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When Your Partner is Not There for You

You know that your partner loves and cares about you, but then something happens and your trust is deeply shaken.  You're facing a challenge, a medical emergency, or a family member in crisis and you want your partner beside you.  You are shocked and shaken when they aren't there in a time of need.  You start to wonder what the purpose of your relationship is if you don't have each other's backs in hard times.


While you are still feeling the hurt and grief of what you perceive to be an abandonment, you know you don't want to make any decisions.  But when you are feeling better, you want to be able to discern about the relationship and if it's right for you.  Some understanding about how these perceived abandonments happen might be helpful.


First, it may be helpful to consider that what seems like an obvious time of need to you, may not be so obvious to your partner.  Your partner may have grown up in an environment in which people were not there for each other.  Especially if your partner had a parent that used the children to meet their needs.  Your partner may have difficulty tending to your needs without fear of becoming engulfed by you and losing themselves.  If something like this is true, and you understand it, it's likely not so hard for you to find compassion for your partner.


However, when you begin a dialogue about the event in which you wanted your partner to be there for you, you expect that this can be owned.  Ideally your partner can name the obstacle to caring and have compassion and empathy for how it impacted you.  When you are instead met with defensiveness, the perception of abandonment is greater and you begin to despair about this relationship ever working.


As your partner defends their reason for not being there, perhaps criticizes you, and refuses to hear your pain about the event, they are likely fending off shame.  They have, somewhere in the depths of their consciousness, decided that making a mistake in relationship means they are worthless or somehow bad or broken; and that admitting to a mistake is equivalent to revealing this.  Often this kind of shame is hidden behind layers of defenses. Consistent healing work and mindfulness is needed to uproot this pernicious view.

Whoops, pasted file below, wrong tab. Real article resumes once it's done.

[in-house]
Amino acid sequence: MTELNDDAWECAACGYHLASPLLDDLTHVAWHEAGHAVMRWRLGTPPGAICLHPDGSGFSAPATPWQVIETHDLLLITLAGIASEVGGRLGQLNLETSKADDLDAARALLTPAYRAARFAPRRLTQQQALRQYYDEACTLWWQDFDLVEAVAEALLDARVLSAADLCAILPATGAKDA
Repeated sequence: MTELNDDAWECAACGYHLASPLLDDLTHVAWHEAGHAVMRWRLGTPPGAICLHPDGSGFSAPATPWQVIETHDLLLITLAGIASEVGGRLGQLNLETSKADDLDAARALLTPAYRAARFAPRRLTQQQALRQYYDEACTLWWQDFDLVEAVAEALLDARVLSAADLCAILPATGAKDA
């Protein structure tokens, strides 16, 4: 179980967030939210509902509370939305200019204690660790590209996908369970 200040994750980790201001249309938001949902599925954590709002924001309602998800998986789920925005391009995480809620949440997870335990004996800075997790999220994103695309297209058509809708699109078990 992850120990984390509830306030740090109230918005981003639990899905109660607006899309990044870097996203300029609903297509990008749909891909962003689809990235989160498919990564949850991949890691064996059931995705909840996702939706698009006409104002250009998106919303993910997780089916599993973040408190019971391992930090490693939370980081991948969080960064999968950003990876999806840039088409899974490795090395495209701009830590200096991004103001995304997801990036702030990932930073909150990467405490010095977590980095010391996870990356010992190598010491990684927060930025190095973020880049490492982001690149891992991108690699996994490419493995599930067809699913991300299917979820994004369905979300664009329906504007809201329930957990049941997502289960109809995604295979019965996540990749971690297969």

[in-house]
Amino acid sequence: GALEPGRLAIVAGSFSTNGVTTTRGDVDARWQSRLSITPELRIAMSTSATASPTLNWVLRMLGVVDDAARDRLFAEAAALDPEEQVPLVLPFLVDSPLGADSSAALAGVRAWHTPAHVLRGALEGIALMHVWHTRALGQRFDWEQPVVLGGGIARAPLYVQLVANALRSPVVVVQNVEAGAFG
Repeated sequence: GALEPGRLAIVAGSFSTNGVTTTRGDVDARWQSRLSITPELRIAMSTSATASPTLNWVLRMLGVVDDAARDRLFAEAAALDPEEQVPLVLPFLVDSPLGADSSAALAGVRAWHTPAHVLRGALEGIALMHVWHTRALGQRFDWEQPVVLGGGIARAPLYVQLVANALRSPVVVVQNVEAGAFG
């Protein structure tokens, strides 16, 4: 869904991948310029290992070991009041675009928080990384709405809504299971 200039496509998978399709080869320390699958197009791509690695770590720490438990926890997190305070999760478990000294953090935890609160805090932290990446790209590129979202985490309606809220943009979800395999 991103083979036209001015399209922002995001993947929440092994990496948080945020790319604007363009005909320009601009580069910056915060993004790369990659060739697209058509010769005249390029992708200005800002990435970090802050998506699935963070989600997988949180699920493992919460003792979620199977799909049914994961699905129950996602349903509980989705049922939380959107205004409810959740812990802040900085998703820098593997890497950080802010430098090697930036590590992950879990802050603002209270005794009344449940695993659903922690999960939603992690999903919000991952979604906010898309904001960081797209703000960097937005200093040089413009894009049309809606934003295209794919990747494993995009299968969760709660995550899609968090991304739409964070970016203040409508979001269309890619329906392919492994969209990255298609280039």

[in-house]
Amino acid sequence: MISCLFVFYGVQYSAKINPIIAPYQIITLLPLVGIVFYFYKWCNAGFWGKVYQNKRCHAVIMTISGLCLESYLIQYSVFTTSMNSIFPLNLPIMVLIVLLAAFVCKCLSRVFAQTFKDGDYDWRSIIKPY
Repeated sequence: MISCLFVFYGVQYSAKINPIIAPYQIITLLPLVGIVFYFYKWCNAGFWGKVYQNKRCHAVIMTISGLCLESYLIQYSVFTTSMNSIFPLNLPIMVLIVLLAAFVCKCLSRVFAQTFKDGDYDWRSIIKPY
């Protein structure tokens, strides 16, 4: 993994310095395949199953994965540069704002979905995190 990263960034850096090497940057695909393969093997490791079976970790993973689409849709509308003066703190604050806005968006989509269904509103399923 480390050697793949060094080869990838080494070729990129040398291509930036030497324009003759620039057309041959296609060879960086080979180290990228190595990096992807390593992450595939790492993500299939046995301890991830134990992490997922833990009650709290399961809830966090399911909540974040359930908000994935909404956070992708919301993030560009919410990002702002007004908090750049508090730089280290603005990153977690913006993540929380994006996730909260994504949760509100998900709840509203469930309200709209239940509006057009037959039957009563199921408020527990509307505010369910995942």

If all this is true of your partner, where does it leave you?  You can stand in the simplicity of knowing that you do want a partner who can offer support for certain things.  You are happy to let them know what these things are and happy to repair when there are misses on either side.  You know you trust that your partner is good and has good intentions.  You certainly don't believe they are somehow bad for having not been there when you wanted.  You have the energy and willingness to learn how to love your partner and teach them how to love you.


A few questions remain.  Does your partner want to know how to be there for you and if so, do they say yes to the things that are most important for you?  If there is a willingness, is there also a capacity?  That is, has your partner done or are they in the process of doing the inner work that enables them to offer empathy, engage in effective repair, and learn new ways of relating.


Often questions like this can only be answered through experiences together.  Each you have new experiences that deepen your understanding of the process the two of you are in.  Each day you can check in with your own inner resources and ask yourself, "Am I thriving in this relationship?  If not, how much energy and willingness do I have to continue?"


In all of this, it's helpful to stay anchored in the validity of your own needs regardless of whether your partner is able to offer support around them or not.  It's also helpful to remember that your partner, like all of us, is doing the best they can and sometimes healing work can happen within a relationship and sometimes relationships need to end so that you can both pursue what's most supportive



Take a moment now to name three things that are essential for you to have support around in your relationship.


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